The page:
Date Published: January 25, 2019
Publisher: Public Library of Science
Author(s): Yoon Young Cho, Oh-Hoon Kwon, Myoung Kyu Park, Tae-Wan Kim, Sungkwon Chung, Madepalli K. Lakshmana.
Familial Alzheimer’s disease (FAD)-associated presenilin 1 (PS1) serves as a catalytic subunit of γ-secretase complex, which mediates the proteolytic liberation of β-amyloid (Aβ) from β-amyloid precursor protein (APP). In addition to its proteolytic role, PS1 is involved in non-proteolytic functions such as protein trafficking and ion channel regulation. Furthermore, postmortem AD brains as well as AD patients showed dysregulation of cholesterol metabolism. Since cholesterol has been implicated in regulating Aβ production, we investigated whether the FAD PS1-associated cholesterol elevation could influence APP processing. We found that in CHO cells stably expressing FAD-associated PS1 ΔE9, total cholesterol levels are elevated compared to cells expressing wild-type PS1. We also found that localization of APP in cholesterol-enriched lipid rafts is substantially increased in the mutant cells. Reducing the cholesterol levels by either methyl-β-cyclodextrin or an inhibitor of CYP51, an enzyme mediating the elevated cholesterol in PS1 ΔE9-expressing cells, significantly reduced lipid raft-associated APP. In contrast, exogenous cholesterol increased lipid raft-associated APP. These data suggest that in the FAD PS1 ΔE9 cells, the elevated cellular cholesterol level contributes to the altered APP processing by increasing APP localized in lipid rafts.
Alzheimer’s disease (AD) is characterized by the accumulation of β-amyloid peptide (Aβ) and the formation of neurofibrillary tangles in the brain; the highly amyloidogenic 42-residue Aβ (Aβ42) is the first species to be deposited in both sporadic and familial AD (FAD). Aβ42 and 40-residue Aβ (Aβ40) are produced by the interplay between β-amyloid precursor protein (APP) and the key enzymes. APP is first cleaved at its amino terminus of Aβ sequence by an aspartyl protease β-site-APP-cleaving enzyme (BACE1, or β-secretase), releasing a large N-terminal truncated APP (sAPPβ) and a membrane-associated carboxy terminal fragment (CTFβ, or C99) [1, 2]. The remaining CTFβ is cleaved by a γ-secretase complex that comprises presenilin 1 (PS1), presenilin enhancer 2 (PEN-2), nicastrin, and anterior pharynx defective 1 (APH1). This sequential cleavage produces Aβ40 and Aβ42 as well as APP intracellular domain (AICD) [3–5]. Alternatively, APP can be cleaved by α-secretase followed by γ-secretase, precluding Aβ production. It was initially established that mutations in FAD-associated PS1 and PS2 increase the ratio of Aβ42 to Aβ40 both in vivo and in vitro as well as in AD patients [6–9], although recent studies indicate that the increase in Aβ42 levels relative to Aβ40 may not be a universal phenotype associated with presenilin FADs . Much evidence shows that cholesterol plays an important role in the pathogenesis of AD. Changes in lipid composition including increased cholesterol level are observed in AD patients and in postmortem AD brains [11, 12]. Most brain regions in AD patients show significantly increased cholesterol levels, and the intermediates involved in cholesterol biosynthesis such as lanosterol, demosterol, 24-hyroxycholesterol, and 27-hydroxycholesterol are also altered in AD patients and transgenic AD mouse model [13, 14]. Furthermore, APP processing and Aβ generation are influenced by cholesterol, likely because of the localization of the catalytic core of γ-secretase complex within the transmembrane domain [15–17].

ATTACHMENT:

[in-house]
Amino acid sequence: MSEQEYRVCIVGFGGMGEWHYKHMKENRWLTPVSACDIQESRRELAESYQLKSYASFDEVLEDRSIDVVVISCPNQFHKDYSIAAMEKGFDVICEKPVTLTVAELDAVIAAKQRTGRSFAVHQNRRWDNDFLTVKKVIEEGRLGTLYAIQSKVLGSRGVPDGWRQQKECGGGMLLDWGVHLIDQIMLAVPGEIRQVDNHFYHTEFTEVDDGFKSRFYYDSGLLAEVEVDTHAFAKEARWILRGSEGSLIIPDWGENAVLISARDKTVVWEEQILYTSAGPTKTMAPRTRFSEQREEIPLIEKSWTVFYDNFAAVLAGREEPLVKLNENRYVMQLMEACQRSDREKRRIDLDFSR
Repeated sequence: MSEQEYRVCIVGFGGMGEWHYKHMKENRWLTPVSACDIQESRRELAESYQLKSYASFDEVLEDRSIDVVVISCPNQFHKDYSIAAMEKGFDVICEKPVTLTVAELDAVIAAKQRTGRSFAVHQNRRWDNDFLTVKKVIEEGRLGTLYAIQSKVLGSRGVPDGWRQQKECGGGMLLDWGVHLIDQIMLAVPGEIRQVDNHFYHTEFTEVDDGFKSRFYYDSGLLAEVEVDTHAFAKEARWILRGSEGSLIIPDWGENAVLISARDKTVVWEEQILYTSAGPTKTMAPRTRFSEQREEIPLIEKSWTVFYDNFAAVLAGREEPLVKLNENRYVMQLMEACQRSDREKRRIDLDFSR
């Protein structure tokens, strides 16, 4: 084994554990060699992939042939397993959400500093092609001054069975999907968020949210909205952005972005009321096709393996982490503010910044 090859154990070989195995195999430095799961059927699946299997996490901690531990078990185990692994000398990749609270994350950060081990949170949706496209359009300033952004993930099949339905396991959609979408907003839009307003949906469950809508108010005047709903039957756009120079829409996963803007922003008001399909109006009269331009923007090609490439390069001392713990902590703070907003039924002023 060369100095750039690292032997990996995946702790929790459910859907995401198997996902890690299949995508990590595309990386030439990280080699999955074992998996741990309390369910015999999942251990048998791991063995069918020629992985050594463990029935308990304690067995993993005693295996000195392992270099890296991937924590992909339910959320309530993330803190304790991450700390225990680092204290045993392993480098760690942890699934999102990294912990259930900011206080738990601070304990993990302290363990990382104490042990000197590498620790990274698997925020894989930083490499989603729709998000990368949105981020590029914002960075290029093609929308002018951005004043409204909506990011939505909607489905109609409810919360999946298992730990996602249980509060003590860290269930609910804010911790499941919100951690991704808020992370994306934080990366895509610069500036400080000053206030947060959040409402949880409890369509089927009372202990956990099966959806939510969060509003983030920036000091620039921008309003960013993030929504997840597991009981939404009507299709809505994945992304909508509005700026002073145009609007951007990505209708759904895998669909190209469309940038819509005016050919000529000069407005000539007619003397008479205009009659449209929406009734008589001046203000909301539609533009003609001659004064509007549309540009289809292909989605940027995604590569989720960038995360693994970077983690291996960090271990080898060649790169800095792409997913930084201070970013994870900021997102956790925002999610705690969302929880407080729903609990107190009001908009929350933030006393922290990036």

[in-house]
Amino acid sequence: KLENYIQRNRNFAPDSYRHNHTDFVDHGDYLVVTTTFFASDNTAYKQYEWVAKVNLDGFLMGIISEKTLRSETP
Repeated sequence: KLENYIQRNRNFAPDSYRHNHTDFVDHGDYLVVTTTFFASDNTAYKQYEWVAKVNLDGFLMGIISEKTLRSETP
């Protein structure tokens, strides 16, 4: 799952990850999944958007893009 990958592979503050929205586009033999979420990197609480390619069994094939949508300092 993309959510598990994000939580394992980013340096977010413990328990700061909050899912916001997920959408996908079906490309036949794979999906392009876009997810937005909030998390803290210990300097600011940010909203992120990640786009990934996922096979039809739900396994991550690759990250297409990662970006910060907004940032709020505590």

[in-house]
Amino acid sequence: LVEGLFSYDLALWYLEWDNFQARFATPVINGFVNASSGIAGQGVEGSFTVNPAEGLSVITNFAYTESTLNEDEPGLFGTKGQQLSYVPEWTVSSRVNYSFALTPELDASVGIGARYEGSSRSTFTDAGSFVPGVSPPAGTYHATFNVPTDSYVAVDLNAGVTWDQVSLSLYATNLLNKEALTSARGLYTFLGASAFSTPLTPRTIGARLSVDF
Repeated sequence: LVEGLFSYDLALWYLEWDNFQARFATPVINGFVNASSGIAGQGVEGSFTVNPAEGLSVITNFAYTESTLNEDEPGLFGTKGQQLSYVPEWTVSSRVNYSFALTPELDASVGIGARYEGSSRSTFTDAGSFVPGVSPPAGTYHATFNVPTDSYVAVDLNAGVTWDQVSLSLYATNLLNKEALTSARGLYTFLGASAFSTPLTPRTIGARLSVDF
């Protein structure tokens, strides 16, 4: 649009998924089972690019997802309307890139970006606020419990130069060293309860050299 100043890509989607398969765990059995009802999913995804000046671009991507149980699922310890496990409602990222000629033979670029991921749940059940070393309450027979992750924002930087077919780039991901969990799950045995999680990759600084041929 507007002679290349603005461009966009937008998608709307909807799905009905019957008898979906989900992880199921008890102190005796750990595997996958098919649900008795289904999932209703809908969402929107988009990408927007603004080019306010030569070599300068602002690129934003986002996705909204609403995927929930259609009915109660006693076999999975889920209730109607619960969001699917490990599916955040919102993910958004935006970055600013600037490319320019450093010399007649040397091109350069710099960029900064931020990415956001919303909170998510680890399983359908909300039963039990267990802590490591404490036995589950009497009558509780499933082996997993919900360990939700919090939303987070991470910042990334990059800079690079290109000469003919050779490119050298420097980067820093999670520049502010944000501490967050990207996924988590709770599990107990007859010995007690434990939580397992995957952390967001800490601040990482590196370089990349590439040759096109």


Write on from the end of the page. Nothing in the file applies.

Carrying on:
Specific molecular phenotypes associated with FAD PS have long been under intense investigation. Owing to the PS’s role as a catalytic subunit, it has been postulated that FAD-linked mutations in the PS genes universally affect the γ-secretase activity resulting in the increase of Aβ42 relative to Aβ40 (Aβ42/Aβ40 ratio) [41, 42]. However, recent studies revealed that the reconstituted γ-secretase complex harboring FAD mutant forms of PS1 do not overproduce Aβ42 or change the Aβ42/Aβ40 ratio in vitro, suggesting that additional cellular mechanisms may be involved with the altered γ-secretase activity observed in the FAD PS1 cells . In addition to the catalytic function, PS1 is involved with several non-catalytic cellular functions, such as Ca2+ influx and protein trafficking, in a γ-secretase-independent manner [25–27].